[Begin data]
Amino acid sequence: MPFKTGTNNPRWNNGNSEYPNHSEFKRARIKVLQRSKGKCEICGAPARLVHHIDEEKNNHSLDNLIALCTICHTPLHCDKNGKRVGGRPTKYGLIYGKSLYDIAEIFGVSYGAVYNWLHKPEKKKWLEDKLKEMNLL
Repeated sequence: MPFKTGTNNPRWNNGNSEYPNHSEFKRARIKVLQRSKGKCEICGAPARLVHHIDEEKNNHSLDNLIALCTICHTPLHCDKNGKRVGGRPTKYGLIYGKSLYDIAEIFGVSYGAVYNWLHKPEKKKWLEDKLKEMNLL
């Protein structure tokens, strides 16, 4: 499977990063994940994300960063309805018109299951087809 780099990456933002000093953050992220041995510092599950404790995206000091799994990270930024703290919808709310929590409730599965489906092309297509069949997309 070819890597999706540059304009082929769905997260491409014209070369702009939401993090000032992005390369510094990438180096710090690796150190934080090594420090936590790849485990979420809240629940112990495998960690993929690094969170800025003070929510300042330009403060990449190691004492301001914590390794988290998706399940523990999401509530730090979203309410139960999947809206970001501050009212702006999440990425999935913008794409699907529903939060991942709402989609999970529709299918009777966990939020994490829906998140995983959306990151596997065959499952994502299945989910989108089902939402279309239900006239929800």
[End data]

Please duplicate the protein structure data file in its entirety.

Amino acid sequence: MPFKTGTNNPRWNNGNSEYPNHSEFKRARIKVLQRSKGKCEICGAPARLVHHIDEEKNNHSLDNLIALCTICHTPLHCDKNGKRVGGRPTKYGLIYGKSLYDIAEIFGVSYGAVYNWLHKPEKKKWLEDKLKEMNLL
Repeated sequence: MPFKTGTNNPRWNNGNSEYPNHSEFKRARIKVLQRSKGKCEICGAPARLVHHIDEEKNNHSLDNLIALCTICHTPLHCDKNGKRVGGRPTKYGLIYGKSLYDIAEIFGVSYGAVYNWLHKPEKKKWLEDKLKEMNLL
């Protein structure tokens, strides 16, 4: 499977990063994940994300960063309805018109299951087809 780099990456933002000093953050992220041995510092599950404790995206000091799994990270930024703290919808709310929590409730599965489906092309297509069949997309 070819890597999706540059304009082929769905997260491409014209070369702009939401993090000032992005390369510094990438180096710090690796150190934080090594420090936590790849485990979420809240629940112990495998960690993929690094969170800025003070929510300042330009403060990449190691004492301001914590390794988290998706399940523990999401509530730090979203309410139960999947809206970001501050009212702006999440990425999935913008794409699907529903939060991942709402989609999970529709299918009777966990939020994490829906998140995983959306990151596997065959499952994502299945989910989108089902939402279309239900006239929800």